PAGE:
Not sure what audio effects to use with your auditions or finished projects? I have the answer! AND I even gives tips for beginners that don't have top of the line equipment.
Audio Editing for Any VO Audition/Job - 4:07
Pretty scary stuff, huh? That is what happens when someone gets a little too happy with Photoshop. Well, this is what happens when we get a little too happy with EQ.
“Welcome to the most epic, horribly wrong EQ voiceover montage ever! This is not the stuff we should be doing to sweeten our audio."
See, here's the thing. EQ, and compression and all of these really fun things that our audio software can do, is kind of like the audio equivalent of Photoshop. There is a really, really old phrase that a lot of producers still use. When they want audio from you, whether it be an audition or an actual recording for a job, they want it flat, flat as piss on a rock. Yes, that's frequently how it’s been described in the past. Matter of fact, when I used to work in radio, this was a frequently referenced picture. So what's the rule here? Any equalization, any type of compression that alters your sound and makes it noticeably altered is not acceptable, and you want to stay away from it. A lot of people heavily over-compress their sound. Yes, it makes it beefier, it makes it boomier, but see the problem with us as the voice talent, taking those steps, is that when we do that, we’re taking the job away from the producer. We’re taking the job away from the person who is going to receive the final audio, and you have to think about that individual. You have to think about the team who’s responsible for making the final product out of your voice, because that is part of your client's team. You’re servicing that individual, so you have to make sure that you give them the control to be able to take that information and manipulate it how they want to. OK? So it’s OK to send things with a lot less.
Now do we really send things with nothing? Well, that depends on who you talk to and it also depends on how good your equipment is. If you’ve got some really, really banging equipment like a lot of us do, yeah. I don't do anything to my audio files. Literally nothing. I record them, I send them. If you are not yet at a place where you’re working with a high dollar microphone or a high dollar interface, you may have to do some tweaking. But again, remember what I said earlier. That tweaking should not be so apparent, so obvious, that we are aware of the fact that you have altered your sound. It should be subtle. It should be minimal. These are the things that you can do. It is perfectly OK to normalize a file. Normalizing an audio file just raises peak volumes and sort of evens everything out from a level standpoint. That's cool. You’re also able to put what’s called a high-pass filter on your material. And high-pass filters are really handy when you have ground rumble or a little bit of background noise. Those things can help in that situation. But you want to kind of test it out on your voice and with your set-up and see if it works well for you or not. Could be a beneficial tool though. Outside of that, leave it alone, guys. Flat really is better.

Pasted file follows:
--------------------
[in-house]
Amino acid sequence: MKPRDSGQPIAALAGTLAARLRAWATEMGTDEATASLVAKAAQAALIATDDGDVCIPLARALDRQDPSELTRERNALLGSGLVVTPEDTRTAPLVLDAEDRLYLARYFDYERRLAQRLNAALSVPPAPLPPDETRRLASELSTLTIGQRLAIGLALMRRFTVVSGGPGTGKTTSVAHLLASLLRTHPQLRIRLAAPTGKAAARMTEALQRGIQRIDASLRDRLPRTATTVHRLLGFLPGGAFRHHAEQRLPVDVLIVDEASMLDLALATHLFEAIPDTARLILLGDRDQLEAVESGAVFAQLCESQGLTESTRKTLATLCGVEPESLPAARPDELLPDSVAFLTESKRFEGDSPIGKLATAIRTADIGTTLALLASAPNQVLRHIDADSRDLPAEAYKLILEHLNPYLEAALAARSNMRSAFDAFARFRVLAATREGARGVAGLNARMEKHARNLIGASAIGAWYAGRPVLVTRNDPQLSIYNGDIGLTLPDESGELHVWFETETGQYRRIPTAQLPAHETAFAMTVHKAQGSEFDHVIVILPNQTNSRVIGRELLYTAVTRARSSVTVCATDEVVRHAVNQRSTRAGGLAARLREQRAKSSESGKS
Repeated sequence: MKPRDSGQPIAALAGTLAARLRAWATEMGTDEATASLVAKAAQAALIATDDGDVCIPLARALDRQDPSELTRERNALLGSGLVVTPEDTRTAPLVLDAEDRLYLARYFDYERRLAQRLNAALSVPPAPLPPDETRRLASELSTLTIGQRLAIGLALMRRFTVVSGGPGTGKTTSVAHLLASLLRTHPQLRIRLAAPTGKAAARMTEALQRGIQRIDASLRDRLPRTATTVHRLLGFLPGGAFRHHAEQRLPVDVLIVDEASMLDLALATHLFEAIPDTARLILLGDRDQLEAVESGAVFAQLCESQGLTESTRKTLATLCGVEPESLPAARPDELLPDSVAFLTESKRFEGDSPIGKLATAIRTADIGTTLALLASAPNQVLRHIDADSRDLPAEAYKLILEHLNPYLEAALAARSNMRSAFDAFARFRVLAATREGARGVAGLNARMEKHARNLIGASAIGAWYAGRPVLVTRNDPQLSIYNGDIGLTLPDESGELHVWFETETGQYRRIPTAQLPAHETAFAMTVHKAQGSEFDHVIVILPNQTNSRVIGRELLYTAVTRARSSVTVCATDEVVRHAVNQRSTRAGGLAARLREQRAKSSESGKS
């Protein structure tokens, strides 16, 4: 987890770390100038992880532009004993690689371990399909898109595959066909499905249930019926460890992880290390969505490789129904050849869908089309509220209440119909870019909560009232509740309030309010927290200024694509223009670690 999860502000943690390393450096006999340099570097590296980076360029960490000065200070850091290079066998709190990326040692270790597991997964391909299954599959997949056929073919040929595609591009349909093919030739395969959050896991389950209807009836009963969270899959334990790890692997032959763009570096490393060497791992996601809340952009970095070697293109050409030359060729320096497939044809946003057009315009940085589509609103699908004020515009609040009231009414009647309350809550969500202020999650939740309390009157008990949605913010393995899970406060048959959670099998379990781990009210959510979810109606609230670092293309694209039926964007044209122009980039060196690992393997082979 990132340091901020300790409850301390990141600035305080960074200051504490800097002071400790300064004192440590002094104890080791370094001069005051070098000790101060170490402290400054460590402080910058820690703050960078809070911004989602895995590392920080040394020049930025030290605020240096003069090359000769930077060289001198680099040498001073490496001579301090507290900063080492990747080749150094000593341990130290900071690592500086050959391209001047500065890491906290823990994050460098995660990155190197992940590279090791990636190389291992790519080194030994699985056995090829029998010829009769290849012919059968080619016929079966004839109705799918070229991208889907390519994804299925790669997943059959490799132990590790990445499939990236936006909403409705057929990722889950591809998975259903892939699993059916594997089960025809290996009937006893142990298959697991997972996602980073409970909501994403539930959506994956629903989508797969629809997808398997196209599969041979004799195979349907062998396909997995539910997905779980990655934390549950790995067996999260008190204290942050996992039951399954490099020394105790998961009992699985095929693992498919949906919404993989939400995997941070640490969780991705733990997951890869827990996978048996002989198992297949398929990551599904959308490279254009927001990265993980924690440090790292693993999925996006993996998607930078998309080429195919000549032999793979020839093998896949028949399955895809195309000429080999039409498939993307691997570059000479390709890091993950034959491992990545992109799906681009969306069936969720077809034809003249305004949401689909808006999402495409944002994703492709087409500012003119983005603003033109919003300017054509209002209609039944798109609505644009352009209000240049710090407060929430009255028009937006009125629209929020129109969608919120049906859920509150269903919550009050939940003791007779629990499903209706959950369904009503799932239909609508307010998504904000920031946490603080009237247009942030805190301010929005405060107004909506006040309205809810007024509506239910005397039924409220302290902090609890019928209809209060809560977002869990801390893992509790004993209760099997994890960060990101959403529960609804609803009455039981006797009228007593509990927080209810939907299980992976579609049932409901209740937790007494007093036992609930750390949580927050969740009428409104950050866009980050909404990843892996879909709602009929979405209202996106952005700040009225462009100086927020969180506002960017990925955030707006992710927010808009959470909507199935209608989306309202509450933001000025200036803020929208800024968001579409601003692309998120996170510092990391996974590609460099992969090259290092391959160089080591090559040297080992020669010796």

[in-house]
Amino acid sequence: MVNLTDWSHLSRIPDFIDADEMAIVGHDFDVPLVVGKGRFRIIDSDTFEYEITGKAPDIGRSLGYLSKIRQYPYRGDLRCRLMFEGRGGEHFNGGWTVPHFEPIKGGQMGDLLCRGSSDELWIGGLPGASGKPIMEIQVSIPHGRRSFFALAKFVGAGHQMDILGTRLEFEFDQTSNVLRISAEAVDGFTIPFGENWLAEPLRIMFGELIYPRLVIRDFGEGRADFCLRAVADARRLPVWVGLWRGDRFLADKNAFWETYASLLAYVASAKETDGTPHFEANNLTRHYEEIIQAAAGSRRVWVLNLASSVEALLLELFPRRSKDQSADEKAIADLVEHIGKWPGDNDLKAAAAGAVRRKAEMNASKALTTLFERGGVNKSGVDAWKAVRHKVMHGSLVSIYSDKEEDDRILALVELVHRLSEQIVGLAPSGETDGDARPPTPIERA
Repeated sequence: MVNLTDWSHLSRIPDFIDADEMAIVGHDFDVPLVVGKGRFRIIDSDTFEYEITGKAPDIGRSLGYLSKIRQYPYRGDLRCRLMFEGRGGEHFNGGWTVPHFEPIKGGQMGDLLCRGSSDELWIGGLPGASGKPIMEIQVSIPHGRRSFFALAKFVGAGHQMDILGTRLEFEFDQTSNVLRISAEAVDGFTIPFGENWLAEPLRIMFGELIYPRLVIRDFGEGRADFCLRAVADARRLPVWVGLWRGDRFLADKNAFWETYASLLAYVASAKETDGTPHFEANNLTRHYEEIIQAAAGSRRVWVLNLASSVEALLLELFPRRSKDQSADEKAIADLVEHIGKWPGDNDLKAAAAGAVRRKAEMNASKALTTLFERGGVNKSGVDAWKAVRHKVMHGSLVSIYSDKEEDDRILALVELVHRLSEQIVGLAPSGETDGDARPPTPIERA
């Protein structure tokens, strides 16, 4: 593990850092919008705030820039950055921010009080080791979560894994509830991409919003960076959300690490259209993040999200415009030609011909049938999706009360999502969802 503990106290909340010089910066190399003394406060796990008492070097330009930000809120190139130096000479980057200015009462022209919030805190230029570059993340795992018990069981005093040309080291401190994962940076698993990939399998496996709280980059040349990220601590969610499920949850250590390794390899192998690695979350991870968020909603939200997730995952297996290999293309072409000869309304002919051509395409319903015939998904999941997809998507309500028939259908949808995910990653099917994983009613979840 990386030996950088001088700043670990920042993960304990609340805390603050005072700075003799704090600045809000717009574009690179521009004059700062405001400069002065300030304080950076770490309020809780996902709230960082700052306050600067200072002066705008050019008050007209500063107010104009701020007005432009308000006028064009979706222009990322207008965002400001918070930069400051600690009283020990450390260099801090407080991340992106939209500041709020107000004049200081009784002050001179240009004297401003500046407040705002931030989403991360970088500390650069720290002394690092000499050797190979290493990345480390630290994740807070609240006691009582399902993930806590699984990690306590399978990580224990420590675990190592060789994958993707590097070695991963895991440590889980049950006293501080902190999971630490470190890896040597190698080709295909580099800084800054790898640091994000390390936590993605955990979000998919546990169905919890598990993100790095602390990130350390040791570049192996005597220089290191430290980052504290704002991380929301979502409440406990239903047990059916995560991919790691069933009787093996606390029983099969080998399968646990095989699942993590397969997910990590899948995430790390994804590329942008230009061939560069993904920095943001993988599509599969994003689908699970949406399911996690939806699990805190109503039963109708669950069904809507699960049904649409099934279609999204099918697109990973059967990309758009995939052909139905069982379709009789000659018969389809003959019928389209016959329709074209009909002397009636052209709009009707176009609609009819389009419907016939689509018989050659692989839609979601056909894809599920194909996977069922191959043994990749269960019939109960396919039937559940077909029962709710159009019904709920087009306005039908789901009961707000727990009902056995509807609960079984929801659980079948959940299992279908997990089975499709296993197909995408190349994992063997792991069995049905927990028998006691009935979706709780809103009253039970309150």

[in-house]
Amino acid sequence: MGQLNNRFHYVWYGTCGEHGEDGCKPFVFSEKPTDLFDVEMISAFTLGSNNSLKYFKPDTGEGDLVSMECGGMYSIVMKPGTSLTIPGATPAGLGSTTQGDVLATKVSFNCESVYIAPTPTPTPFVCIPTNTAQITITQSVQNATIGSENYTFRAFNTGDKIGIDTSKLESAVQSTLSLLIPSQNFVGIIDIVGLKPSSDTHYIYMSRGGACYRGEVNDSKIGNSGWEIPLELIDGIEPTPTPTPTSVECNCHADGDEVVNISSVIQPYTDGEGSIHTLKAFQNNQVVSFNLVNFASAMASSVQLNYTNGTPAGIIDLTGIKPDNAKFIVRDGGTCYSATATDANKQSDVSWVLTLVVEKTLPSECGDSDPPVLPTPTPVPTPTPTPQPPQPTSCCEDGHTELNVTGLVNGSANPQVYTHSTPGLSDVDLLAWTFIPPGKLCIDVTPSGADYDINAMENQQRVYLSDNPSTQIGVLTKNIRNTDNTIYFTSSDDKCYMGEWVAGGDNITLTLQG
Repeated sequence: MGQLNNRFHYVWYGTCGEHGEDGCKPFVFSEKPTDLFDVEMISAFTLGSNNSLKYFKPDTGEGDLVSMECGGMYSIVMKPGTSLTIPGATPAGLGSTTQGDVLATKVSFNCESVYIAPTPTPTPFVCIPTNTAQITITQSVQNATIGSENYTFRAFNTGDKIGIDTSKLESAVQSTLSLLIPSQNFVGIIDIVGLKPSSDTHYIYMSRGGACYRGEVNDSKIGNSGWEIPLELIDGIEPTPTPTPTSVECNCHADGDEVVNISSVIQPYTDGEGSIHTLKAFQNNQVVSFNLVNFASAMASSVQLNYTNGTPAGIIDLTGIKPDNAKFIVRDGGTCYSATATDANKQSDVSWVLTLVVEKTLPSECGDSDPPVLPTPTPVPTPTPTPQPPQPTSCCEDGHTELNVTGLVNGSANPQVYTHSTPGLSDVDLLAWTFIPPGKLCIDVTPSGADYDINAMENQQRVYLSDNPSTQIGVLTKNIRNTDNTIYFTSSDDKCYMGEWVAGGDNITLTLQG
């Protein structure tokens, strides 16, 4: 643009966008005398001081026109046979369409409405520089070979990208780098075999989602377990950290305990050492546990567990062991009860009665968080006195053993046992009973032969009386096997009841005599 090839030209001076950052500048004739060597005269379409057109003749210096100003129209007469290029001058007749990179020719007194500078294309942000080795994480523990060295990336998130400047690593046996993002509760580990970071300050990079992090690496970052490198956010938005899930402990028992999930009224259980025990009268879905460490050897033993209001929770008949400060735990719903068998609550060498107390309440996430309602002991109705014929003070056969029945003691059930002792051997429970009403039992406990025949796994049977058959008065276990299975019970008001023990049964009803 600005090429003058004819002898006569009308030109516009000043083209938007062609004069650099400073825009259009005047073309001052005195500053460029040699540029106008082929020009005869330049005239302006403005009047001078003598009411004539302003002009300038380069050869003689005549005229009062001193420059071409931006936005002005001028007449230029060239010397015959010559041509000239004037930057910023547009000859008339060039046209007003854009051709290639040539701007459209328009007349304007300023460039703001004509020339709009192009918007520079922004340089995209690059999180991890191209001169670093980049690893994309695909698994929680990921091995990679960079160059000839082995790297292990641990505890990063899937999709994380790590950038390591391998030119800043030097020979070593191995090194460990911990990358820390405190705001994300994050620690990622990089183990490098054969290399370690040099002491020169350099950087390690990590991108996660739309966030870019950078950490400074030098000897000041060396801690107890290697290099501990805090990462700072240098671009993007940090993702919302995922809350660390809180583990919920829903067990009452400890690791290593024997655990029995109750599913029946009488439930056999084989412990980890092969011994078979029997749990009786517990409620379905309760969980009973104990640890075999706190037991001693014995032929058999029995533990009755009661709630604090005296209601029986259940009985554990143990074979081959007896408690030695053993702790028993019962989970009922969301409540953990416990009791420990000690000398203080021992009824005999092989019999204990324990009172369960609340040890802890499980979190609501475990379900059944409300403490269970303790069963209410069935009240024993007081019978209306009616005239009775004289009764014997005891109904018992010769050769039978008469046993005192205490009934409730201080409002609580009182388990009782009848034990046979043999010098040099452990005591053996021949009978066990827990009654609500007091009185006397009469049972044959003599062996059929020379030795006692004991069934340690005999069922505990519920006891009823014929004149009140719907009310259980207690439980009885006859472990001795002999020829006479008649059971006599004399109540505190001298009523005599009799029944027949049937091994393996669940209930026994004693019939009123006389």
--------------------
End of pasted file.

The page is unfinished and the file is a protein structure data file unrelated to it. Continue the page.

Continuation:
If you want to learn more tricks and tips from me on what you should and shouldn't be doing with your voiceover auditions and audio, check out my book, VO101. This bad boy has been around for a while. I update it frequently and it’s packed with information that will help you know the do's and don'ts of the voiceover industry. Also you can feel free to check out my latest video, and you may also want to take a look at this video that we created about soundproofing in home studios.
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Gabrielle Nistico, Gabby Nistico, The Voiceover Vixen, The Business First VO Coach, #VoiceoverVixen #VoiceOnFire #BusinessFirstVOCoach Voiceover, Success, Entrepreneur, Voiceover Coaching, VO Coaching, Voiceover Coaches, Working Actors, Los Angeles, New York, Charlotte, North Carolina, audio, audio troubleshooting, audio editing, voiceover audition, voiceover audition audio editing, voiceover job editing, normalizing, high pass filter, EQ, VO 101, voiceover beginners